By Ashitha Shivaprasad
(Reuters) - Gold prices gained on Tuesday supported by a softer dollar, while market participants awaited U.S. inflation data for cues on the Federal Reserve's policy tightening path.
Spot gold was 0.4% higher at $1,794.76 per ounce by 10:52 a.m. ET (1452 GMT), while U.S. gold futures rose 0.4% to $1,811.40.
A weaker greenback makes gold less expensive for overseas buyers. The dollar index was down 0.3%.
Gold is currently benefiting from a softer dollar and the Russia-Ukraine situation, while the focus is on what happens with CPI on Wednesday, said Daniel Pavilonis, senior market strategist at RJO Futures.
The U.S. consumer price report for July is due at 8:30 a.m. ET (1230 GMT) on Wednesday. A New York Federal Reserve survey showed on Monday that U.S. consumers' expectations for where inflation will be in a year and three years dropped sharply in July.
Lately, gold has been facing pressure as various central banks have been hiking interest rates to tame surging inflation. The precious metal is considered a hedge against inflation and political uncertainties, but higher rates make non-yielding bullion less attractive.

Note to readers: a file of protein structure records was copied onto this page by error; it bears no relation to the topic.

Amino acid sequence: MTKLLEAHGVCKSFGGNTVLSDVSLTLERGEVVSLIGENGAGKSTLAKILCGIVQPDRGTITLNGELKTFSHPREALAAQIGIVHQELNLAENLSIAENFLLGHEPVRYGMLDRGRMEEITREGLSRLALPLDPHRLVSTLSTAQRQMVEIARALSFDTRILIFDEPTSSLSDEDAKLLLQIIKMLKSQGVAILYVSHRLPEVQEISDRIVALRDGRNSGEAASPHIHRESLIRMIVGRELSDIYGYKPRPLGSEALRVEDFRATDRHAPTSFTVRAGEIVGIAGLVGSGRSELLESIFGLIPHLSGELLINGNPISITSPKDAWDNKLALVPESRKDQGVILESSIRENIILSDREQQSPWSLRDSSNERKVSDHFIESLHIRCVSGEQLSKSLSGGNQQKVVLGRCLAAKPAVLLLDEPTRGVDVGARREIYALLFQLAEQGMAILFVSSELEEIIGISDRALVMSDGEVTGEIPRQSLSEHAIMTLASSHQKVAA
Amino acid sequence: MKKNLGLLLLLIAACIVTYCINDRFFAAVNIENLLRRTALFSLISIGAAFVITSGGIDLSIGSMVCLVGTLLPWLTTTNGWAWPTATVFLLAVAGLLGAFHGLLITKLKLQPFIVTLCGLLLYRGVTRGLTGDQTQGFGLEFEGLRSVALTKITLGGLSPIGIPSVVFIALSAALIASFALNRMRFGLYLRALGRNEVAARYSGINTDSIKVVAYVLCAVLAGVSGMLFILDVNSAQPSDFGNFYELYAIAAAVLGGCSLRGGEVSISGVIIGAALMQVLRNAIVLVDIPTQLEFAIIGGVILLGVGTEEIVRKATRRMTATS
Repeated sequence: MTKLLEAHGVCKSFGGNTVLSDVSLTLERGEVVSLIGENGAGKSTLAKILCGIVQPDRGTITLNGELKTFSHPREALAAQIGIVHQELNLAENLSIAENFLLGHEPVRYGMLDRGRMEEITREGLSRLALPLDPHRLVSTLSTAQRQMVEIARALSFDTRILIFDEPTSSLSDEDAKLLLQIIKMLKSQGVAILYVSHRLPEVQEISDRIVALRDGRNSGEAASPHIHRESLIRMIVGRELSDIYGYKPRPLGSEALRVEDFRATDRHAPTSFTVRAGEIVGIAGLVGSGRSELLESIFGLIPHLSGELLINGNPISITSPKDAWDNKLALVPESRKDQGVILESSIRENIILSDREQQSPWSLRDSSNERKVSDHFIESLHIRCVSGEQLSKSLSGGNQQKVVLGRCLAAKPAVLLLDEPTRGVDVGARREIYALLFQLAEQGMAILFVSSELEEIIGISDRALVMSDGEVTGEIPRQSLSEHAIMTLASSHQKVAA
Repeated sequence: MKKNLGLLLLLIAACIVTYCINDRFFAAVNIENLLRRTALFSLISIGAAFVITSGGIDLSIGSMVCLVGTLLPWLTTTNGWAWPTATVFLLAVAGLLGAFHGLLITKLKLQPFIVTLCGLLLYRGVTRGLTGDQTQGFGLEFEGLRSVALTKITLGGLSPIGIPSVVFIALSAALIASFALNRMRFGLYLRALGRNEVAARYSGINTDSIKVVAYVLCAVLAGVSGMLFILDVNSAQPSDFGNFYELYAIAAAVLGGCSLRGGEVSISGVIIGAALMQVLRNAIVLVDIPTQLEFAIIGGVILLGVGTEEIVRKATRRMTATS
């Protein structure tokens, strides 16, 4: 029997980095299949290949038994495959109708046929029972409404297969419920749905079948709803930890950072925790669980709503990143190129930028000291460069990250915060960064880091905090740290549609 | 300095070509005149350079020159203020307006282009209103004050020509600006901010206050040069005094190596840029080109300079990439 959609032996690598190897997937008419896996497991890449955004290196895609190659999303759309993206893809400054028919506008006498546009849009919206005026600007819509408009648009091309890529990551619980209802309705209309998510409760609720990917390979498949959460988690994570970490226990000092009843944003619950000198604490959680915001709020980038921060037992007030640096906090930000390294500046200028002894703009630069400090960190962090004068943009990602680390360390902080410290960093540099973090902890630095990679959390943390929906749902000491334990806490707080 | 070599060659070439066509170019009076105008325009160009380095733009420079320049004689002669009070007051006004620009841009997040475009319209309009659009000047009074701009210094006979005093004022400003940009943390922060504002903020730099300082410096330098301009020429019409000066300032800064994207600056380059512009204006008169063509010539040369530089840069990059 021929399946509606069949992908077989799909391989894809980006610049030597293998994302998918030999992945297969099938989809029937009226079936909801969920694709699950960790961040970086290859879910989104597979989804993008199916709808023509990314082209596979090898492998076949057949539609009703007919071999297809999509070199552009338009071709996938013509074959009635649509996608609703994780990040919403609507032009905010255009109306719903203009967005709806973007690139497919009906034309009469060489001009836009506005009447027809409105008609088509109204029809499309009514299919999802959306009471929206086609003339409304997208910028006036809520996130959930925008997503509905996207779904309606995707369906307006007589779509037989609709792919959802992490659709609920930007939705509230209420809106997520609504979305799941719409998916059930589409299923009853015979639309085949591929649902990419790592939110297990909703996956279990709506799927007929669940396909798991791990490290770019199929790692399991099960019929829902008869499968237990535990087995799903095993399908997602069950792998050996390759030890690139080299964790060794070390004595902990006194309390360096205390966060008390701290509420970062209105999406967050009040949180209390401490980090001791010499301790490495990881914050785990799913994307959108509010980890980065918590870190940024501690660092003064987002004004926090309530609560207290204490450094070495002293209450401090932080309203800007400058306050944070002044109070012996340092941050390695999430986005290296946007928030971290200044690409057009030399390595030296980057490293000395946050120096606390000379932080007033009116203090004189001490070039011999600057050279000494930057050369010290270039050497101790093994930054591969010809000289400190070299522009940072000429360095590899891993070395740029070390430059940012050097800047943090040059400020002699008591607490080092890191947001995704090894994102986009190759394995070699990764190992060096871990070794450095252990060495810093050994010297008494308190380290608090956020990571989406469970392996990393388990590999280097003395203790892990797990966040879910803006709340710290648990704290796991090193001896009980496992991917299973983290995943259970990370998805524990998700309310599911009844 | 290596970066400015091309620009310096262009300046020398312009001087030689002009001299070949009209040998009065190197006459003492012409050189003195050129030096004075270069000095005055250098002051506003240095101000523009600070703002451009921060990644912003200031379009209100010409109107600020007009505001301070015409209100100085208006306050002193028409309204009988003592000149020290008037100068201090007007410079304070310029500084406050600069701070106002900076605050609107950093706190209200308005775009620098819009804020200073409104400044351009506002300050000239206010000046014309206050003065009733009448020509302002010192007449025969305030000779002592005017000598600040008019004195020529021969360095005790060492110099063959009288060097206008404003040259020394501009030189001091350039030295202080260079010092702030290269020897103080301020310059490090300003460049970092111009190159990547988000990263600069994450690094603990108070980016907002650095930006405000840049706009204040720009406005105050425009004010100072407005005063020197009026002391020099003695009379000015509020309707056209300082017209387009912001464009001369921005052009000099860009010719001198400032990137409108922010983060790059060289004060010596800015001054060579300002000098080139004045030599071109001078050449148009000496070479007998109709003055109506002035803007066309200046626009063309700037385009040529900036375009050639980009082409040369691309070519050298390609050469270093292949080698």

"A softer inflation number tomorrow, particularly on the core side, could be the catalyst (for gold prices) for a breakout to the upside, while a stronger number could put $1,800 out of reach for the foreseeable future," OANDA analyst Craig Erlam said in a note.
Ahead of the inflation report, analysts polled by Reuters expect annual inflation to have eased to 8.7% from 9.1% in June.
Meanwhile, the Bank of England will probably have to raise interest rates further to tackle inflation pressures that are gaining a foothold in Britain's economy, BoE Deputy Governor Dave Ramsden said.
Spot silver fell 0.9% to $20.46 per ounce, while platinum was down 0.6% at $934.02.
Palladium rose more than 1% to $2,255.54.
(Reporting by Ashitha Shivaprasad in Bengaluru; Editing by Shailesh Kuber and Shounak Dasgupta)